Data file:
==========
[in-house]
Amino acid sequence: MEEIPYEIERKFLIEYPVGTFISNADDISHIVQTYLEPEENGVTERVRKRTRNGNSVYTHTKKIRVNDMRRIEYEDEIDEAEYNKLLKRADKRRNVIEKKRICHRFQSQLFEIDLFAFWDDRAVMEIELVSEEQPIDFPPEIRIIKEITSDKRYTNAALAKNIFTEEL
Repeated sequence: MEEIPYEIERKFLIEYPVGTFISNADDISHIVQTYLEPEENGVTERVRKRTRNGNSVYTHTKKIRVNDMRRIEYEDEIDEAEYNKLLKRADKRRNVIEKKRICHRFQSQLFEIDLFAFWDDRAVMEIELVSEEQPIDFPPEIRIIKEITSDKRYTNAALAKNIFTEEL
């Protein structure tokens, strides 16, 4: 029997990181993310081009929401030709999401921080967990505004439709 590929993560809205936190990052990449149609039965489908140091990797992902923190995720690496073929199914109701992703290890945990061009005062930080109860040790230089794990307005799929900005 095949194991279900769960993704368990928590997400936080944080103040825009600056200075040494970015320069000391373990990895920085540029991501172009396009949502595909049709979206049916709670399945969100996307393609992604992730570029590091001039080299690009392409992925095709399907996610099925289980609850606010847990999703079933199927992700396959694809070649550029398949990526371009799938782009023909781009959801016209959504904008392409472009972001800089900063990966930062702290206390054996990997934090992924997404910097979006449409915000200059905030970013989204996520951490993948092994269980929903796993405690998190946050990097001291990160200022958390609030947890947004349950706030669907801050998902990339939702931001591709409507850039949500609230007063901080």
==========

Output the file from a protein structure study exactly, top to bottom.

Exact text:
[in-house]
Amino acid sequence: MEEIPYEIERKFLIEYPVGTFISNADDISHIVQTYLEPEENGVTERVRKRTRNGNSVYTHTKKIRVNDMRRIEYEDEIDEAEYNKLLKRADKRRNVIEKKRICHRFQSQLFEIDLFAFWDDRAVMEIELVSEEQPIDFPPEIRIIKEITSDKRYTNAALAKNIFTEEL
Repeated sequence: MEEIPYEIERKFLIEYPVGTFISNADDISHIVQTYLEPEENGVTERVRKRTRNGNSVYTHTKKIRVNDMRRIEYEDEIDEAEYNKLLKRADKRRNVIEKKRICHRFQSQLFEIDLFAFWDDRAVMEIELVSEEQPIDFPPEIRIIKEITSDKRYTNAALAKNIFTEEL
């Protein structure tokens, strides 16, 4: 029997990181993310081009929401030709999401921080967990505004439709 590929993560809205936190990052990449149609039965489908140091990797992902923190995720690496073929199914109701992703290890945990061009005062930080109860040790230089794990307005799929900005 095949194991279900769960993704368990928590997400936080944080103040825009600056200075040494970015320069000391373990990895920085540029991501172009396009949502595909049709979206049916709670399945969100996307393609992604992730570029590091001039080299690009392409992925095709399907996610099925289980609850606010847990999703079933199927992700396959694809070649550029398949990526371009799938782009023909781009959801016209959504904008392409472009972001800089900063990966930062702290206390054996990997934090992924997404910097979006449409915000200059905030970013989204996520951490993948092994269980929903796993405690998190946050990097001291990160200022958390609030947890947004349950706030669907801050998902990339939702931001591709409507850039949500609230007063901080």